Scallop Chowder

This recipe is a blend of two recipes I found the internet. There is this store called Aldi’s that sells large frozen scallops for cheap. This is a very tasty dish.


1 TBSP olive oil
2 strips bacon cut into lardons, I use smoked Applewood in think individual slices at the deli
1 small chopped onion
½ chopped red bell pepper
1 celery stalk, peeled and chopped
1 clove garlic from garlic press
½ cup dry white wine (Chardonnay)
1 – 8 oz. bottle clam juice
½ cup chicken stock
1 – 8 oz. container of heavy whipping cream
Gemstone potatoes cut into small squares with skin left on
Cayenne – dash for taste
S&P
Tarragon – dash for taste
Dried parsley

Fry bacon lardons in olive oil, sauté onions in bacon oil, add red bell pepper and celery and sauté, then 1/2 cup wine and reduce wine.

Add remaining liquids, clam juice, chicken stock and cream, add Gemstone potatoes chopped with skin on and garlic. Let reduce on medium heat until the potatoes start to get soft. With a potato masher, mash around the pot just a few times to thicken the chowder with potatoes.

Add cayenne, S&P, a touch of tarragon and cook and reduce until potatoes are soft.

Add scallops and scallop juice and cook 15 minutes.

Garnish with dried parsley.

Serve

 

Chicken Pot Pie

Chicken Stock
3 chicken thighs
1 carrot (chopped)
1 celery stalk (chopped)
½ onion (chopped)
1 TBSP peppercorns
1 small bay leaf
3 cups water

This is a classic chicken stock. I use this recipe in all my dishes needing a good chicken stock. In fact this also works well for veal stock and turkey stock substituting the meats. Place all in a soup pot and bring to a boil. Simmer 10-15 minutes or until you think the chicken has just cooked. Remove chicken and cool. Strain the chicken stock and discard the vegies. Save the stock in a two cup measuring cup so you can pour it later a bit at a time into the sauce. Once the chicken has cooled, deskin, debone and shred the chicken meat and set a side.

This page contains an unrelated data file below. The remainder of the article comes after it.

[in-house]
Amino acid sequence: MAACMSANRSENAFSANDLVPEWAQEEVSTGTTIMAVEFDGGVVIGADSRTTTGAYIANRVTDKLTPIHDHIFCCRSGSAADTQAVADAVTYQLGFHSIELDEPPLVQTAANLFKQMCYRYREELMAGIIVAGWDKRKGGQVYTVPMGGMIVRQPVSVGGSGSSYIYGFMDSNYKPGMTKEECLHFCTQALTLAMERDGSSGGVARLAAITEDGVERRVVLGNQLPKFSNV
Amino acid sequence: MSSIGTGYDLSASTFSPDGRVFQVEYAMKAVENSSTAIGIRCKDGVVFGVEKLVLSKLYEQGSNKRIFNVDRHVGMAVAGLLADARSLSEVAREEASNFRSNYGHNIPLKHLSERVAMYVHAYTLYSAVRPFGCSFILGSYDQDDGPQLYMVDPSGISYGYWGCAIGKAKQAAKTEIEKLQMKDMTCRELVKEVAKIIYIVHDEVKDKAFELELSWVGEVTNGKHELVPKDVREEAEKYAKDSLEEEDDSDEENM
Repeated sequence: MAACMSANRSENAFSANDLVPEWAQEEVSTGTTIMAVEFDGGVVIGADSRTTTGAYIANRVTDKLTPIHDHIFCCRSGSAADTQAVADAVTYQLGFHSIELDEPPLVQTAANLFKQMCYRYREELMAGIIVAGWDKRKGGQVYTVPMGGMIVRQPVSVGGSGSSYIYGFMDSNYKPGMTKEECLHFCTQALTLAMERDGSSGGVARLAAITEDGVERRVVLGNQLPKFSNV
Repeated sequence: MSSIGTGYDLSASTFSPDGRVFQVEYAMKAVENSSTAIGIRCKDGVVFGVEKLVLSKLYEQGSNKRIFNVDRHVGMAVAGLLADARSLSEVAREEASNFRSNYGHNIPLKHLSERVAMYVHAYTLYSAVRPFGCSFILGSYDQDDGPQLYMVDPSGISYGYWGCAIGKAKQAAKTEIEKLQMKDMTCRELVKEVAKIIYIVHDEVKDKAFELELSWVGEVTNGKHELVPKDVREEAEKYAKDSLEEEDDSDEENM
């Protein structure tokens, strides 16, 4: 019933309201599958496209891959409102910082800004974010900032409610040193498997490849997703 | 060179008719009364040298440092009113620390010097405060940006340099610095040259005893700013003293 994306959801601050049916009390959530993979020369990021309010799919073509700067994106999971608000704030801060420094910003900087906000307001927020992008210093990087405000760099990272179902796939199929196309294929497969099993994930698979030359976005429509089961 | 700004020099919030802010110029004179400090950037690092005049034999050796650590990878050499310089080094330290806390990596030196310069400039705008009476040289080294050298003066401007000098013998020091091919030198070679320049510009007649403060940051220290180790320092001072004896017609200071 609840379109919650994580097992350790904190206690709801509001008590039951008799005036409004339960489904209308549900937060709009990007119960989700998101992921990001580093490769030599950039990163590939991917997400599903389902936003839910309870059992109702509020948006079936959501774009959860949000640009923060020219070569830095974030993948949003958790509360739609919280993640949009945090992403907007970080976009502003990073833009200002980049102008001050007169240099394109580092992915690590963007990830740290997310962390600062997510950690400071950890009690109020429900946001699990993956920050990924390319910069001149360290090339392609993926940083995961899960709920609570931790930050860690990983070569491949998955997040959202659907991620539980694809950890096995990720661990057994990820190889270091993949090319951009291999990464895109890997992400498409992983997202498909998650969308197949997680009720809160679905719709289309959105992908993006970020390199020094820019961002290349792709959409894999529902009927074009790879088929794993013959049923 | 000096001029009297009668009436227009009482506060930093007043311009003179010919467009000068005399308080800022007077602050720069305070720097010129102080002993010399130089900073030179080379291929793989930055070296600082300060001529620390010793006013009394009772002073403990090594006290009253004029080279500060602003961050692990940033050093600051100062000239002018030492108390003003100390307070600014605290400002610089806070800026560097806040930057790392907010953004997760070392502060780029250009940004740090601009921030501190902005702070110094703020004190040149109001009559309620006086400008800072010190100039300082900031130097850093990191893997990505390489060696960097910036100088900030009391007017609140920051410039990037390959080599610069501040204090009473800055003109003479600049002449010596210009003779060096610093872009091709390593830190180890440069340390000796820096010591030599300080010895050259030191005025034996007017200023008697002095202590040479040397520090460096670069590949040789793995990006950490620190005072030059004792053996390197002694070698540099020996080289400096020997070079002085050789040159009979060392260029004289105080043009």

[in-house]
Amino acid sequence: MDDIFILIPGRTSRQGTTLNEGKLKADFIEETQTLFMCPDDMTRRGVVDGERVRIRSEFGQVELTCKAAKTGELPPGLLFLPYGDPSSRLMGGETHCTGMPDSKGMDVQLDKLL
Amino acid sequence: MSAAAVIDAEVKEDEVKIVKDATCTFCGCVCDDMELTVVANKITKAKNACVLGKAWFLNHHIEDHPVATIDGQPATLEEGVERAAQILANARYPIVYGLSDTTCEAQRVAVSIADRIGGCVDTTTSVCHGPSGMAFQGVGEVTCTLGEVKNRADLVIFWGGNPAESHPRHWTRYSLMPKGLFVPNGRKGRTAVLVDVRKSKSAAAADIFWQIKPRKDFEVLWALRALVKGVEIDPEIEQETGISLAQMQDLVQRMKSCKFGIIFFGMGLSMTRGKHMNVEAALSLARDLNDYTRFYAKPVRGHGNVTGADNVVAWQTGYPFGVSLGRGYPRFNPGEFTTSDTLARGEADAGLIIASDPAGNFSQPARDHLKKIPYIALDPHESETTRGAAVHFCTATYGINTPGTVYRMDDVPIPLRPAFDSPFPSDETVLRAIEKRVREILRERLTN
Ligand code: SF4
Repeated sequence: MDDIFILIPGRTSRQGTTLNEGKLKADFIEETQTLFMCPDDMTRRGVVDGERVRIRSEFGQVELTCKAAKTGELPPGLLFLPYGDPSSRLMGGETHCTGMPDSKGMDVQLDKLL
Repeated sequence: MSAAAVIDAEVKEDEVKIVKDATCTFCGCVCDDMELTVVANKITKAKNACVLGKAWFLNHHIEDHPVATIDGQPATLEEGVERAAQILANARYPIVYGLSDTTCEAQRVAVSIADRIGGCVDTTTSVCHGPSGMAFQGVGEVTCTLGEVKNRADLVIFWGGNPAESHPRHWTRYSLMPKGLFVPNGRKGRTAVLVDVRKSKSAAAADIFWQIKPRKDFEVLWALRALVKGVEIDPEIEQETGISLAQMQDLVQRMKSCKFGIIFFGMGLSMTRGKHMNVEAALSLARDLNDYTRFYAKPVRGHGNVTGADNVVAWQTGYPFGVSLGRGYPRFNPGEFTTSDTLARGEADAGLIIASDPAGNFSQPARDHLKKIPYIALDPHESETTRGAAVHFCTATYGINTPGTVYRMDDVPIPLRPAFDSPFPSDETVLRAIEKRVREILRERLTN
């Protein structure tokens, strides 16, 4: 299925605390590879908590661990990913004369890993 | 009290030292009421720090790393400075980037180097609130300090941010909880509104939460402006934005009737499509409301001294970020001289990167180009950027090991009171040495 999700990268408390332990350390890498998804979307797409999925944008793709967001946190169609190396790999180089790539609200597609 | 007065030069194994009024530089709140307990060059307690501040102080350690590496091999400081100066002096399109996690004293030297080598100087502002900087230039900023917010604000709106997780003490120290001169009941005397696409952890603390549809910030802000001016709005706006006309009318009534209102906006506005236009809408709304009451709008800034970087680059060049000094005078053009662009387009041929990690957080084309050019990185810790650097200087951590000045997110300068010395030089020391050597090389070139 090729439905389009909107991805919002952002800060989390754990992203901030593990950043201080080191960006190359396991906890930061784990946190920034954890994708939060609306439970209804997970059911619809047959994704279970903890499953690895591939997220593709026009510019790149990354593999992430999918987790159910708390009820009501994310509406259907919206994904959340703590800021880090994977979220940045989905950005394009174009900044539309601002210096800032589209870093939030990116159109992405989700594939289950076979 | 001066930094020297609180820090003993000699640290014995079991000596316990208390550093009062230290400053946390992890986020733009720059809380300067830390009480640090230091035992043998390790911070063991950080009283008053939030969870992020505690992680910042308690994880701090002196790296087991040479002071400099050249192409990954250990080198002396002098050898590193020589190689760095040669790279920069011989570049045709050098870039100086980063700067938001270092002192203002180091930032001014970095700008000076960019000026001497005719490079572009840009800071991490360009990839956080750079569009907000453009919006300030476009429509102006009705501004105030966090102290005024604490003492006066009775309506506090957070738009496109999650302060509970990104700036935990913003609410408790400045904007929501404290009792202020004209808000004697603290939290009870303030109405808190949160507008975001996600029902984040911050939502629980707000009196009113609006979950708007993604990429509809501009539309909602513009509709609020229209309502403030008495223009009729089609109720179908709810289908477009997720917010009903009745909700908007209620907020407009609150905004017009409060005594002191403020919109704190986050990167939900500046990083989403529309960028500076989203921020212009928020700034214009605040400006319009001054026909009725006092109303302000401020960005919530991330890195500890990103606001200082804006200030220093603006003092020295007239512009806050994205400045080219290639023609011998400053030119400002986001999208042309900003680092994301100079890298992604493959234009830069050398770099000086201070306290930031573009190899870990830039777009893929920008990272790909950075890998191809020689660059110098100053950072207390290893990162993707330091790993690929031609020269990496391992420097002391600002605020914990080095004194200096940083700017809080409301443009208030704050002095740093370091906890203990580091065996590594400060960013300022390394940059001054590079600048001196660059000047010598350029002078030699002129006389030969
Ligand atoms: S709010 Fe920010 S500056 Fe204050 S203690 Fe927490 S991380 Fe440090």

Pie Filing
1 carrot (cubed)
1 stalk celery (cubed)
½ small onion (chopped)
2 green onions (chopped)
1 clove garlic (cut into coins)
½ cup or more frozen peas
1 small bay leaf
4 TBSP butter
4 TBSP flour
Deskin, debone, shredded chicken
Salt and pepper
White wine
1 cup or more as needed Chicken stock
Cream (you have to feel how much you want for color and consistency) Maybe two TBSP.

In a large fry pan, melt butter, and on a little higher than medium heat sauté onions, carrots, celery, garlic until onions become transparent, add flour and stir until the veggies are coated. Move the heat to medium heat and add white wine and stir to begin making a paste. Add chicken stock a little at a time and stir each time, making thick gravy and then add cream until you get the right consistency looking for color and consistency. Add the meat, bay leaf and peas and stir. Gauge how thick you want the filing sauce. Once you get the right mix (it has to look good and taste good), reduce heat to simmer and let simmer about 15 to 20 minutes covered. Watch it not letting it over cook or burn. If you need to add more fluid you can. Remember the final cooking will occur in the oven. Then turn off heat and cover. It can cool down while you make the pie crust.

Pie Crust (Martha Stewart, Heavy Equipment Food Processor)
1 1/4 cups all-purpose flour, spooned and leveled
1/2 teaspoon sugar
1/2 teaspoon salt
2 2/3 TBSP ice water
8 TBSP cold butter

Add the butter then the flour and salt and sugar to a food processor and pulsate about 10 times until the flour becomes course. Then turn on the food processor full speed and add the cold water a TBSP at a time until right before the flour turns into a ball. It should be thick crumbles. If you let it turn into a ball it will become too hard. Turn off. Remove the blade being careful not to cut your fingers. Then pull out all the flour crumbles and mash into a ball on a piece of plastic wrap. Complete wrap the dough and refrigerate 1 hour. Flour a board, rolling pin and the dough and roll out wider than your pie dish. There are many ways to do this. I like this method in the youtube link below. Using wax paper b/c the biggest issue is getting the pie crust from the rolling board to the pie plate without tearing it in half as you move it. Pie crust is not bound together like bread dough.

Making the Pie
Take a Pyrex pie plate, add a little oil to the bottom, pour in the filling and then cover with the pie crust. The rest is your design.

Preheat oven 425⁰, bake 40 minutes or until the pie crust is golden. Let stand 5 minutes before serving.

 

Jamaican Jerk Sauce for BBQ Chicken and Ribs

 

Sauce:

  • ½ cup regular BBQ sauce (I use Sweet Baby Rays)
  • 4 TBSP brown sugar
  • 5 cloves garlic
  • 1 inch ginger
  • ½ cup green onions chopped
  • ½ cup yellow onion chopped
  • 1 fresh or ½ dried Habanero pepper
  • ¼ lime freshly squeezed lime juice
  • 1 tsp white vinegar
  • 1 TBSP vegetable oil
  • 1 TBSP soy sauce
  • 2 TBSP or more as needed Jamaican Jerk Jamaican Jerk Seasoning or to taste